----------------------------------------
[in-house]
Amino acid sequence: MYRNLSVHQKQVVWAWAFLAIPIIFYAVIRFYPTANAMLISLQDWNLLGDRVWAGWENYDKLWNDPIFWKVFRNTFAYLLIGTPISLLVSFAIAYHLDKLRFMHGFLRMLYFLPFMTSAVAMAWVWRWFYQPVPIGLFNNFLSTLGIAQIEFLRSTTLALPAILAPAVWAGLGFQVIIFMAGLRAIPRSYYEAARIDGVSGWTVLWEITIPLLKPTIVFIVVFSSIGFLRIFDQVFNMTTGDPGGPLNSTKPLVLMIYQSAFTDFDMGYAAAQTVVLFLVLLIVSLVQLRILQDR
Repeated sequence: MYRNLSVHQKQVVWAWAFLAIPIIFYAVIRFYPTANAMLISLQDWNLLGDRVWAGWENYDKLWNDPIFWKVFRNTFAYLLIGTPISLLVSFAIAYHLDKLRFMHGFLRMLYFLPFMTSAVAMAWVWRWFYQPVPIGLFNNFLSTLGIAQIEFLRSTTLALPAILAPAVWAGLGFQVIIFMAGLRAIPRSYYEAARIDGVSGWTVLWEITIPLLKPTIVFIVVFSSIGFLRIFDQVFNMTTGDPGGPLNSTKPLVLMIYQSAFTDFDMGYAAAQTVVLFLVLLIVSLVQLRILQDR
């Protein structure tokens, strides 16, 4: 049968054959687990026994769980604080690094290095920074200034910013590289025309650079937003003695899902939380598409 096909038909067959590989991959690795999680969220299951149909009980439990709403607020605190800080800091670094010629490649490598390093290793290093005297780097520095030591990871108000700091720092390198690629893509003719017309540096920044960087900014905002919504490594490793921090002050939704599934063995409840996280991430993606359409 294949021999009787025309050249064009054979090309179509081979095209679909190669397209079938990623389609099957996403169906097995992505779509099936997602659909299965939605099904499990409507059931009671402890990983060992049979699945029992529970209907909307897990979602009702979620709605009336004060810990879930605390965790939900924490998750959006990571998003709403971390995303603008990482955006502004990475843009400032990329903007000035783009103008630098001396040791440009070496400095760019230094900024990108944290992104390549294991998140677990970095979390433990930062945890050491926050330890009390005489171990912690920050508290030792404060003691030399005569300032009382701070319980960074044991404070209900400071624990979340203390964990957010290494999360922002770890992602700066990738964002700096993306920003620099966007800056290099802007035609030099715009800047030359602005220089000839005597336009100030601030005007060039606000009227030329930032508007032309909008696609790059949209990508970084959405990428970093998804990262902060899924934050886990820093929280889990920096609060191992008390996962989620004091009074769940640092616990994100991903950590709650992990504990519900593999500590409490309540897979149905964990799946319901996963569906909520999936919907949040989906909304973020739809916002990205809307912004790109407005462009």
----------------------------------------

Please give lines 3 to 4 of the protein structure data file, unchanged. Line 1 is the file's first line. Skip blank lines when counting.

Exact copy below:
Repeated sequence: MYRNLSVHQKQVVWAWAFLAIPIIFYAVIRFYPTANAMLISLQDWNLLGDRVWAGWENYDKLWNDPIFWKVFRNTFAYLLIGTPISLLVSFAIAYHLDKLRFMHGFLRMLYFLPFMTSAVAMAWVWRWFYQPVPIGLFNNFLSTLGIAQIEFLRSTTLALPAILAPAVWAGLGFQVIIFMAGLRAIPRSYYEAARIDGVSGWTVLWEITIPLLKPTIVFIVVFSSIGFLRIFDQVFNMTTGDPGGPLNSTKPLVLMIYQSAFTDFDMGYAAAQTVVLFLVLLIVSLVQLRILQDR
């Protein structure tokens, strides 16, 4: 049968054959687990026994769980604080690094290095920074200034910013590289025309650079937003003695899902939380598409 096909038909067959590989991959690795999680969220299951149909009980439990709403607020605190800080800091670094010629490649490598390093290793290093005297780097520095030591990871108000700091720092390198690629893509003719017309540096920044960087900014905002919504490594490793921090002050939704599934063995409840996280991430993606359409 294949021999009787025309050249064009054979090309179509081979095209679909190669397209079938990623389609099957996403169906097995992505779509099936997602659909299965939605099904499990409507059931009671402890990983060992049979699945029992529970209907909307897990979602009702979620709605009336004060810990879930605390965790939900924490998750959006990571998003709403971390995303603008990482955006502004990475843009400032990329903007000035783009103008630098001396040791440009070496400095760019230094900024990108944290992104390549294991998140677990970095979390433990930062945890050491926050330890009390005489171990912690920050508290030792404060003691030399005569300032009382701070319980960074044991404070209900400071624990979340203390964990957010290494999360922002770890992602700066990738964002700096993306920003620099966007800056290099802007035609030099715009800047030359602005220089000839005597336009100030601030005007060039606000009227030329930032508007032309909008696609790059949209990508970084959405990428970093998804990262902060899924934050886990820093929280889990920096609060191992008390996962989620004091009074769940640092616990994100991903950590709650992990504990519900593999500590409490309540897979149905964990799946319901996963569906909520999936919907949040989906909304973020739809916002990205809307912004790109407005462009």